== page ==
She said she saw three fiber-optics workers outside, and said one was "pacing back and forth," and looking down into the exterior stairwell at the front of the building.

Mangiamelli smelled gas and went outside, where she said the smell was "super, super strong — really bad."

"I said, 'Hey, is everything OK? It smells like gas really bad,'" she recalled Sunday.

"They said, 'Yes, we hit a gas line.'"

She said she went inside and told the kitchen staff, who shut down cooking equipment and went to the basement to turn off utilities.

Mangiamelli, her manager Scott Sasser and other workers decided to evacuate the building, she and Sasser told The World-Herald. As they worked to help guests leave the building, she said, a blast shook the floor, knocking her to the ground.

Sasser said he went to the back of the restaurant to ask a larger table of people to get up when "the whole place exploded."

Mangiamelli said she thought the workers outside had time to call 911 if they did hit a gas line.

"I just don't understand how I smelled something and went outside, and these guys worked, and that's their job, and knew something was wrong and didn't call the police," she said.

Susie Keuck, who owns Nouvelle Eve, which is next door to M's Pub, said that on Saturday afternoon, a client came in the front door. As the door opened, Keuck said she smelled natural gas.

"It was just so extreme," she said. "It was obvious there was a problem."

Keuck said she walked outside and saw a crew of about five men working in the street.

"I made eye contact with who I thought was the supervisor and said, 'Natural gas?' and he shook his head yes. It made me nervous that they weren't right on it."

Keuck walked back in her store and told her employees to look up the number for MUD and call the utility.

"I took about six steps into the store, heading back toward the middle, and the window between us and M's Pub exploded into the store," she said. "It was like slow motion. I just saw glass and debris and smoke and dirt in the air. Everyone was screaming and trying to get down."

Nouvelle Eve also was destroyed. Adkins, of fiber-optic company Unite, said it's common for a contractor that smells gas to immediately call 911 and then the gas company. He said North Central contacted Unite after the fire had broken out.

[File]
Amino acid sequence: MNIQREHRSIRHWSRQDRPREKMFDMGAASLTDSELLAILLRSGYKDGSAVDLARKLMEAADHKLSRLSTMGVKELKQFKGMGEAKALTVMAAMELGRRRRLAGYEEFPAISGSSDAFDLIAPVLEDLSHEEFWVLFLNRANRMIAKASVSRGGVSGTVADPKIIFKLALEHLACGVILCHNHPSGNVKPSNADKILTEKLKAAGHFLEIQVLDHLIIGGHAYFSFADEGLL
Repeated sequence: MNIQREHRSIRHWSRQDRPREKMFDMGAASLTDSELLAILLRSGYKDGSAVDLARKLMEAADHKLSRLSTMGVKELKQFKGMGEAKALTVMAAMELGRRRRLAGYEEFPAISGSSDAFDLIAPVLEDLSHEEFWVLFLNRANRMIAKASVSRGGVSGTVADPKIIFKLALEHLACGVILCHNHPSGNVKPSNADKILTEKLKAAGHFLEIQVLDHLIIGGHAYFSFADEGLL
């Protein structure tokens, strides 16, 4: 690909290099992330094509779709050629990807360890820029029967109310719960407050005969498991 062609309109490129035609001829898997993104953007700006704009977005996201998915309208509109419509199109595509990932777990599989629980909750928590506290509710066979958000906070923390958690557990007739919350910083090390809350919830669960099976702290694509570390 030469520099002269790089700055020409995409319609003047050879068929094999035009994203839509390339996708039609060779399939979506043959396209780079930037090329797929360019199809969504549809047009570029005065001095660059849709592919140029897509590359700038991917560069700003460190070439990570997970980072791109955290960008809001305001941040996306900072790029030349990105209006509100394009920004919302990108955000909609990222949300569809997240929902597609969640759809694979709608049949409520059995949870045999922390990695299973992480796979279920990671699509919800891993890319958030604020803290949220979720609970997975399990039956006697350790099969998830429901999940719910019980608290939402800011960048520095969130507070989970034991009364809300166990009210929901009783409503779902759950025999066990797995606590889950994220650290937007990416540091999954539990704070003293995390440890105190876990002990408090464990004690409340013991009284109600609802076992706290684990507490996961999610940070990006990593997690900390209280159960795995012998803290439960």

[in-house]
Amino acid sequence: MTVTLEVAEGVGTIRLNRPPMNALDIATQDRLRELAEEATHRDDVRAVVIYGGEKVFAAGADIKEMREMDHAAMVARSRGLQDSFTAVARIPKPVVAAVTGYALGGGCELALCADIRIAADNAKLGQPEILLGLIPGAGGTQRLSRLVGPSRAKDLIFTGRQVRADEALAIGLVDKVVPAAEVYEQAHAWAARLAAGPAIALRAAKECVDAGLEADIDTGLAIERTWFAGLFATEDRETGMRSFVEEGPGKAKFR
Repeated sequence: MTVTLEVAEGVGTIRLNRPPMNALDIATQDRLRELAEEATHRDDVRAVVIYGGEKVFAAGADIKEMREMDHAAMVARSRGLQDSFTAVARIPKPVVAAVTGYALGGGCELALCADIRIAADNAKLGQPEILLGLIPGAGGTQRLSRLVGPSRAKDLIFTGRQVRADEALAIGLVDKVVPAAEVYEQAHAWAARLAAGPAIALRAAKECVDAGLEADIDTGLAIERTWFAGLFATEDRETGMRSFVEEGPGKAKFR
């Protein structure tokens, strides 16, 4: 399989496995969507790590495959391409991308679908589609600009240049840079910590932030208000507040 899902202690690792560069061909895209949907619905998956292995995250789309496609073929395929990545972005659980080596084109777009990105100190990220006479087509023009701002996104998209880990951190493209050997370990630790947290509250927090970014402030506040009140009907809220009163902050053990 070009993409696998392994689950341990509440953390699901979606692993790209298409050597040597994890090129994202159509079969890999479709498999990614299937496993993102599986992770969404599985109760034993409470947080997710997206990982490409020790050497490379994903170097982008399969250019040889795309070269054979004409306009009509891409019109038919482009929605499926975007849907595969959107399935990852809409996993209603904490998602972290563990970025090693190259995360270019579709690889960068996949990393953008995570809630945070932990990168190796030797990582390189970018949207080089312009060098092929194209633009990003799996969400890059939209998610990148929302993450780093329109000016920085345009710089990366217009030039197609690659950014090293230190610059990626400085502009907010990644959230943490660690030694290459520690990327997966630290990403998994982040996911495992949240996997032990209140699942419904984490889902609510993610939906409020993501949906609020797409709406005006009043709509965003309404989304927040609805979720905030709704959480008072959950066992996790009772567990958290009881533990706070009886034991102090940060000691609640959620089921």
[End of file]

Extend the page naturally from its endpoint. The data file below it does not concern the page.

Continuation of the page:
Adkins said Unite didn't contact emergency officials because North Central said it already had done so.

"We ourselves did not make a call," he said. "We were told it had already been done."

He said he was heartbroken by the fire. "We're just sick that a historic building in the Old Market was somehow damaged," Adkins said.

Mark and Vera Mercer, owners of the M's building, lost their home, which was on the top floor. The roof of the building collapsed, along with several of the building's floors. A relative of Mark Mercer said he wasn't up to talking Sunday. The Mercer family developed much of the Old Market.

Chris Janicek, owner of Cupcake Omaha, on Sunday watched firefighters shoot water into the building from his shop kitty-corner from the destroyed businesses. Late Sunday night, firefighters still were shooting water onto the M's building.

At the height of the fire Saturday, there were 60 firefighters on the scene battling the flames in subzero weather, Fire Chief Kanger said. There were 174 firefighters on duty for the whole city at that time, he said.

Omaha Mayor Jean Stothert said the city would have a press conference Monday at 3 p.m. Kanger will attend, along with officials from the Public Works Department, she said.

Kanger said he continues to read in news reports that a gas leak caused the explosion, but he cautioned the cause of the fire hasn't been determined by the department's investigators.

"We're only 26 hours into the incident, and this is a major investigation for us, and this is going to take some time for us to put all these pieces together," he said.

If someone did hit a gas line, though, Kanger said the first telephone call should have been to 911.